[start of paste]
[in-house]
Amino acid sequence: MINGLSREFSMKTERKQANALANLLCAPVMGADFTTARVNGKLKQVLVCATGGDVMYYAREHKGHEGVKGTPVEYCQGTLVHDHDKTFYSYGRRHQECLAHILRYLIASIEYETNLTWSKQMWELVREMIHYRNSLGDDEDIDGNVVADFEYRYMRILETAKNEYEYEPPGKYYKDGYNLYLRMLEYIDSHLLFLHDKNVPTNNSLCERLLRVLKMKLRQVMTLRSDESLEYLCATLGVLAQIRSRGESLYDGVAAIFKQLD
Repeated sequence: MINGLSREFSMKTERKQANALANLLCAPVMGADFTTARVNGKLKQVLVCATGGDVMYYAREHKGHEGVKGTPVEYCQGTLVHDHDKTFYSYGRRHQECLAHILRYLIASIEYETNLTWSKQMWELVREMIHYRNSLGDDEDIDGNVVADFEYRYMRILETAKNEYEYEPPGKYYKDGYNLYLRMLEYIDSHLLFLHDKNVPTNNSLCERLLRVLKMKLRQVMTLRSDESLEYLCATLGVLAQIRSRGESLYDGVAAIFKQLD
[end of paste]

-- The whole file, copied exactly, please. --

[in-house]
Amino acid sequence: MINGLSREFSMKTERKQANALANLLCAPVMGADFTTARVNGKLKQVLVCATGGDVMYYAREHKGHEGVKGTPVEYCQGTLVHDHDKTFYSYGRRHQECLAHILRYLIASIEYETNLTWSKQMWELVREMIHYRNSLGDDEDIDGNVVADFEYRYMRILETAKNEYEYEPPGKYYKDGYNLYLRMLEYIDSHLLFLHDKNVPTNNSLCERLLRVLKMKLRQVMTLRSDESLEYLCATLGVLAQIRSRGESLYDGVAAIFKQLD
Repeated sequence: MINGLSREFSMKTERKQANALANLLCAPVMGADFTTARVNGKLKQVLVCATGGDVMYYAREHKGHEGVKGTPVEYCQGTLVHDHDKTFYSYGRRHQECLAHILRYLIASIEYETNLTWSKQMWELVREMIHYRNSLGDDEDIDGNVVADFEYRYMRILETAKNEYEYEPPGKYYKDGYNLYLRMLEYIDSHLLFLHDKNVPTNNSLCERLLRVLKMKLRQVMTLRSDESLEYLCATLGVLAQIRSRGESLYDGVAAIFKQLD